Love Your Subject

Second, Mrs. Points loved her subject. She was not only asking the most important questions of her class, but she was actively engaged in pondering the questions of politics herself. This aspect of her teaching distinguished her from all other teachers in school. No one seemed more genuinely engaged in her material than Mrs. Points. She was a learner, a reader, and a practitioner. She was involved in politics in her personal life and would talk about it in class. Interestingly, Mrs. Points held liberal political views. But rather than striving for neutrality, she welcomed diverse opinions without disparagement, fostering an atmosphere of open, genuine inquiry. We were learning together. 

It was evident Mrs. Points loved her subject because she seemed to know everything. There was not a question or a text that was outside of her knowledge base. She would often get loud and animated when she was making one of her points. She was compelling because she had conviction and intimacy with the content. The discussions meandered all over the place, but she was always passionate and fully present. Gilbert Highet said, “A teacher must believe in the value and interest of his subject as a doctor believes in health.” That was Mrs. Points.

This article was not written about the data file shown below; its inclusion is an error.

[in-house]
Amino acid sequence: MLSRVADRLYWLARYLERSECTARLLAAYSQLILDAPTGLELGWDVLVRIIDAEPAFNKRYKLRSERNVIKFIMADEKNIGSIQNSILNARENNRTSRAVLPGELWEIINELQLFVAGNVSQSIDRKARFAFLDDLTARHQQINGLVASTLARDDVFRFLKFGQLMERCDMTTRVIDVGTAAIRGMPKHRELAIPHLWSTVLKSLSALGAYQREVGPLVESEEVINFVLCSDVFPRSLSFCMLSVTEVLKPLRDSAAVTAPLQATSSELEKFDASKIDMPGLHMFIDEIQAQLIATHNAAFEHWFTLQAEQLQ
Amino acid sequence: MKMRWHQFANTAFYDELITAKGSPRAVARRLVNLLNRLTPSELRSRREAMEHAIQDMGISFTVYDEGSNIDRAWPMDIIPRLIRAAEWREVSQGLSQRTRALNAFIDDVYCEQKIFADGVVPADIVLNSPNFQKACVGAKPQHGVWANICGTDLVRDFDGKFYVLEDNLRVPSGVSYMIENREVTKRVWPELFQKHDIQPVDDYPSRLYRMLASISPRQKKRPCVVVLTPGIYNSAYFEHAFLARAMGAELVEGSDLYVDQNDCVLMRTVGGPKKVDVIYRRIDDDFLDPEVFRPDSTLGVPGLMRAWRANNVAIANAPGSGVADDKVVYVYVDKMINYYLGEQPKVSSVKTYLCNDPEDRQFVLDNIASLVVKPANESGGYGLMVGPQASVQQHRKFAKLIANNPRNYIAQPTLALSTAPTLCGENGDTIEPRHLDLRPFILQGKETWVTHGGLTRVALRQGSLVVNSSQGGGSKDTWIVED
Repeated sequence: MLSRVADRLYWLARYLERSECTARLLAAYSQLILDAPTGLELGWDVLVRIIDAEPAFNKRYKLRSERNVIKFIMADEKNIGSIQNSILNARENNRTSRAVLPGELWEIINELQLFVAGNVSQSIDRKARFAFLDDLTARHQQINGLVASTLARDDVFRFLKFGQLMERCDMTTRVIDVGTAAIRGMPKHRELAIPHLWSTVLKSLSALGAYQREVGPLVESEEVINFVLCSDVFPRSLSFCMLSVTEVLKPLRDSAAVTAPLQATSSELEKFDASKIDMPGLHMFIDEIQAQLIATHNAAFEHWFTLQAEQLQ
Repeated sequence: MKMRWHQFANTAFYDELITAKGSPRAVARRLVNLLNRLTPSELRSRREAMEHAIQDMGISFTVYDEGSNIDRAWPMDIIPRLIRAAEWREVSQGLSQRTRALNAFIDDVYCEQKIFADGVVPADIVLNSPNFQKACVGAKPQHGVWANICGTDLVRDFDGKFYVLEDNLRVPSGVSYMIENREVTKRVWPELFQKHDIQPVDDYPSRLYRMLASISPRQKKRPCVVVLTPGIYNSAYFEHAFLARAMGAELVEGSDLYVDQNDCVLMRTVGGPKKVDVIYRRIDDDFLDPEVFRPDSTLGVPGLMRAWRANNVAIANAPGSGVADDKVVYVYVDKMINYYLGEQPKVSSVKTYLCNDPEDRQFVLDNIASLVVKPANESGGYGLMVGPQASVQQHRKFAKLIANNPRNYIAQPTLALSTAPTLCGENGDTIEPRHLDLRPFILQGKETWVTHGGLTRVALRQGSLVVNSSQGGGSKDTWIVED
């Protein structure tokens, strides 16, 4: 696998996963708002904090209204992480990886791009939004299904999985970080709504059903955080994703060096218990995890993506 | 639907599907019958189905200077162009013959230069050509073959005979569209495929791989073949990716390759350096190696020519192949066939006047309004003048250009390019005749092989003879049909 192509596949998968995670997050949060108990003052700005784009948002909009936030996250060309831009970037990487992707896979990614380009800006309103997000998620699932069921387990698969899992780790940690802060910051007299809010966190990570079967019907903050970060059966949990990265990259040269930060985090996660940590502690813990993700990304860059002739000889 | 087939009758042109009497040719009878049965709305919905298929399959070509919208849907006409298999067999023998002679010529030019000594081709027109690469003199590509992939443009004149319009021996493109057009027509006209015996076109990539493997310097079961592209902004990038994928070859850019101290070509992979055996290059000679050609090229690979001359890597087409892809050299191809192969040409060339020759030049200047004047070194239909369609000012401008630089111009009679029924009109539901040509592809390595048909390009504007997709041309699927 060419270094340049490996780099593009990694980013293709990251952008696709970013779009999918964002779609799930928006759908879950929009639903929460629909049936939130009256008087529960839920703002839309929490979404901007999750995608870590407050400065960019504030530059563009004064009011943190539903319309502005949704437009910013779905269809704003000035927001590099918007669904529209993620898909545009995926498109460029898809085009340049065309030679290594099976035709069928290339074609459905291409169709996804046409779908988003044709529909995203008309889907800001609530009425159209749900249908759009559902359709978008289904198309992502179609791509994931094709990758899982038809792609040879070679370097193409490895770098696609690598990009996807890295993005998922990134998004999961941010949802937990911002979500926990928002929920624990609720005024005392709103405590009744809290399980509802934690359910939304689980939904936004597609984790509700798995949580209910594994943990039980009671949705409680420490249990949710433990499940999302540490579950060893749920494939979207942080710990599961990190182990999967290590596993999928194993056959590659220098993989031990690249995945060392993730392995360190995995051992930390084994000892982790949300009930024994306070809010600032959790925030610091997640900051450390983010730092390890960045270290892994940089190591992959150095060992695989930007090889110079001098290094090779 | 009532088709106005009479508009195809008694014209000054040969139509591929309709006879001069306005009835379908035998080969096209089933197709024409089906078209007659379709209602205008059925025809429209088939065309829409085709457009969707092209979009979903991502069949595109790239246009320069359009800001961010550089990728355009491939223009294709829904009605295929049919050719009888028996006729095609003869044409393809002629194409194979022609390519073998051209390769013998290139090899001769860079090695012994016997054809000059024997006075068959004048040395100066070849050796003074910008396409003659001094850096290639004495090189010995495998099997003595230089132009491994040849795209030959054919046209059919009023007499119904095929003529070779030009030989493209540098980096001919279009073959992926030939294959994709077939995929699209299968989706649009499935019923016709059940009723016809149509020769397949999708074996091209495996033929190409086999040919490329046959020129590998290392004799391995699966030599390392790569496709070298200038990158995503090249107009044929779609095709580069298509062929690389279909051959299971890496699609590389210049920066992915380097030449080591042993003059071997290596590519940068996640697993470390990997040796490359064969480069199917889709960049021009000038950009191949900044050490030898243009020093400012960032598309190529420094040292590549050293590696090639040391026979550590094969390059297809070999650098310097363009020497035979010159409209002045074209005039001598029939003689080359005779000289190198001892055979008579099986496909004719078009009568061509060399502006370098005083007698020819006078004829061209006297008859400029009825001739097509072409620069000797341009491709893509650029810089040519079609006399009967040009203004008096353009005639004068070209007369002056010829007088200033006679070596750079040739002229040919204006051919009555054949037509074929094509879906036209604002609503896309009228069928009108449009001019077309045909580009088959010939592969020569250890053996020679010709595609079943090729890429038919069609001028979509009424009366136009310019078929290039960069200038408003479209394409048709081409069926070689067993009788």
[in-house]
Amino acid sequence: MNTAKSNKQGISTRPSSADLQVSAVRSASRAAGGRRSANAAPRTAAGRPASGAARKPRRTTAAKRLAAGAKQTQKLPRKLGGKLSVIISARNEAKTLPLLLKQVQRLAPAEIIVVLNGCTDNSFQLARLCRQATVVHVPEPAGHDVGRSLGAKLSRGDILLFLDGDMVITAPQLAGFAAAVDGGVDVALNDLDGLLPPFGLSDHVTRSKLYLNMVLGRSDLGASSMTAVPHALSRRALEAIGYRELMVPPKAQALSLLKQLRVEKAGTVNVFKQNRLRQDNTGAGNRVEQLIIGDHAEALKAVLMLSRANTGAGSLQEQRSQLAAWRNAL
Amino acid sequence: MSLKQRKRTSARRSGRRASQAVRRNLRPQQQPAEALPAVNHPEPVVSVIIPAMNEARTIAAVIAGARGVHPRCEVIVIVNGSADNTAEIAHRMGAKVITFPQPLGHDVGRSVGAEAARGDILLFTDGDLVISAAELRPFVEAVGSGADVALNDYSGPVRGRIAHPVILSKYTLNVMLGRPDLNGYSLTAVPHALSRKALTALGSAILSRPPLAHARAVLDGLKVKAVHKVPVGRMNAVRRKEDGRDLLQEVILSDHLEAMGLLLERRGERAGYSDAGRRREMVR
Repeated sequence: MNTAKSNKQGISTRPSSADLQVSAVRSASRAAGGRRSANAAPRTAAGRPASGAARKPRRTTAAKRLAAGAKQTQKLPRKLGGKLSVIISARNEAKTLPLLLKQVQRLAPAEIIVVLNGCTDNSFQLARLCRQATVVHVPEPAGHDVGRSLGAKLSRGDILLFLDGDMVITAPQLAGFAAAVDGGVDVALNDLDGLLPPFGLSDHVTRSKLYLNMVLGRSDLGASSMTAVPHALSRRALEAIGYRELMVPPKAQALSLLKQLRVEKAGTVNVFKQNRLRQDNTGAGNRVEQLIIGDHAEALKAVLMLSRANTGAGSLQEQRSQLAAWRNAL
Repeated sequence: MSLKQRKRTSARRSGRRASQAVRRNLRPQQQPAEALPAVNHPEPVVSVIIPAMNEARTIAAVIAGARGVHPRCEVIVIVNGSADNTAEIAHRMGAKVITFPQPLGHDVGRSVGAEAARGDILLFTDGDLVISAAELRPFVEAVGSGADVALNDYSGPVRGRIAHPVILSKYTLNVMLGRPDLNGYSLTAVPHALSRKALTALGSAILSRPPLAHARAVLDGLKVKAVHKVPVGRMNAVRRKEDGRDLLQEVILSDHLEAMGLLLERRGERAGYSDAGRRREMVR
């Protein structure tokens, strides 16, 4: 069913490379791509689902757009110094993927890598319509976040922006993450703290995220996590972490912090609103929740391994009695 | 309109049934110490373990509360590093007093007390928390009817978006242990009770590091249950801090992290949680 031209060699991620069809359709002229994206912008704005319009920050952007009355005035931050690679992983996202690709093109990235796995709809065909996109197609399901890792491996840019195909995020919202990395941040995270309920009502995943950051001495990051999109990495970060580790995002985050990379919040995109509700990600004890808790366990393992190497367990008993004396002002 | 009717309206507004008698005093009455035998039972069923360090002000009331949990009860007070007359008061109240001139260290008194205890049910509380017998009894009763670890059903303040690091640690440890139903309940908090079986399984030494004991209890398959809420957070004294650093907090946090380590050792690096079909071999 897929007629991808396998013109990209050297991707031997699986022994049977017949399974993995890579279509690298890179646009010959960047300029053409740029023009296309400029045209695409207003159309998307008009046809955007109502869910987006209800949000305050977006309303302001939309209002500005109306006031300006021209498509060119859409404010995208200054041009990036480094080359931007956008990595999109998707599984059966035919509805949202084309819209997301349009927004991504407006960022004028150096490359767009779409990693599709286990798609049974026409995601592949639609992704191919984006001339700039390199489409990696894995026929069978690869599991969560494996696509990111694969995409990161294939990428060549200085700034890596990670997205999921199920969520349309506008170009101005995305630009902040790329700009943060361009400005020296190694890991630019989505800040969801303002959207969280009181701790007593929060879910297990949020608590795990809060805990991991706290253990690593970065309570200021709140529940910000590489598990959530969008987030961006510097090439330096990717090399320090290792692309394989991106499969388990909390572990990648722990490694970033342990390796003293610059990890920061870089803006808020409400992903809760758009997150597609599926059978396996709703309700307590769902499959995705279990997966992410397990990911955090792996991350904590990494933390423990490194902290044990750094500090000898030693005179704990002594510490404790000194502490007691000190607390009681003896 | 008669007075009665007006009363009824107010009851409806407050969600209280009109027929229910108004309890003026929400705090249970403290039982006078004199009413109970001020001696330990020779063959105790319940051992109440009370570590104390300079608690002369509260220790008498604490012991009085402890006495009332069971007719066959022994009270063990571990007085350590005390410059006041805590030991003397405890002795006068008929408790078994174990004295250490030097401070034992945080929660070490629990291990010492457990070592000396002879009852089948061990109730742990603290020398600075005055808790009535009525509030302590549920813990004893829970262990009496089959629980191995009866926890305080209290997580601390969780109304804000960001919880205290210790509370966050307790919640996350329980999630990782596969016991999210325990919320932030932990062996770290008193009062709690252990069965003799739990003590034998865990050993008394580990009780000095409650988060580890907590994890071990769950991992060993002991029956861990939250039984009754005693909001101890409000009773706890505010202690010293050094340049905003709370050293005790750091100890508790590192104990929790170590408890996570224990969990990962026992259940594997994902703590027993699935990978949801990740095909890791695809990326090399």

Know, Love, & Pursue Your Students

Third, she saw me and pursued me. As I mentioned, I was not a student a teacher would want to have in class. I was distracted and skeptical. However, Mrs. Points saw through my exterior and invited me into things she knew were good for me. She was on a mission and determined to connect what she loved to what she saw in me. She railed at me at times. She would laugh sarcastically at my weak conservative points and call on me to do better. And I did. I read what she gave me and more. I would find her after class and argue some more. She loved it. The next year, my senior year in high school, we had prom dinner at her house. She made her husband wear an apron and serve us while we talked about, you guessed it, politics. Mrs. Points made her classroom and her home a hospitable place for learning and friendship…for everyone. Turns out I was not the only skeptic who was welcomed into the raging liberal’s house for dinner! 

Be a Learner